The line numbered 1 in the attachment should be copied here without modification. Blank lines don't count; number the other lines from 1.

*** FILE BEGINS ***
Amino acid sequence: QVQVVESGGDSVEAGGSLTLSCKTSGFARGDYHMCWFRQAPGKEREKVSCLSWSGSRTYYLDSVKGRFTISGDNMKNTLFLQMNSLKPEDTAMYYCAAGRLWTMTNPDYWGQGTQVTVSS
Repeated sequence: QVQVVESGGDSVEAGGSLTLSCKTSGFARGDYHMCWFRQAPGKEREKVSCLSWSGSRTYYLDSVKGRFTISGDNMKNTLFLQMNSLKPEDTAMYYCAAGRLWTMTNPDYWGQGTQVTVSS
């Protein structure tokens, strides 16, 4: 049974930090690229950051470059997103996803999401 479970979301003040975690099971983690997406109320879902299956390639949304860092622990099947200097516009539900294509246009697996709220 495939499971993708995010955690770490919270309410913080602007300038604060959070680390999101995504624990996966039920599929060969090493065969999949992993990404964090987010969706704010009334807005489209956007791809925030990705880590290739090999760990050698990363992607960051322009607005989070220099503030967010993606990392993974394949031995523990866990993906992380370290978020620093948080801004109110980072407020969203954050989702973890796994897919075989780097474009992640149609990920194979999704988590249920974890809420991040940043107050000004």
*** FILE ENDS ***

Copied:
Amino acid sequence: QVQVVESGGDSVEAGGSLTLSCKTSGFARGDYHMCWFRQAPGKEREKVSCLSWSGSRTYYLDSVKGRFTISGDNMKNTLFLQMNSLKPEDTAMYYCAAGRLWTMTNPDYWGQGTQVTVSS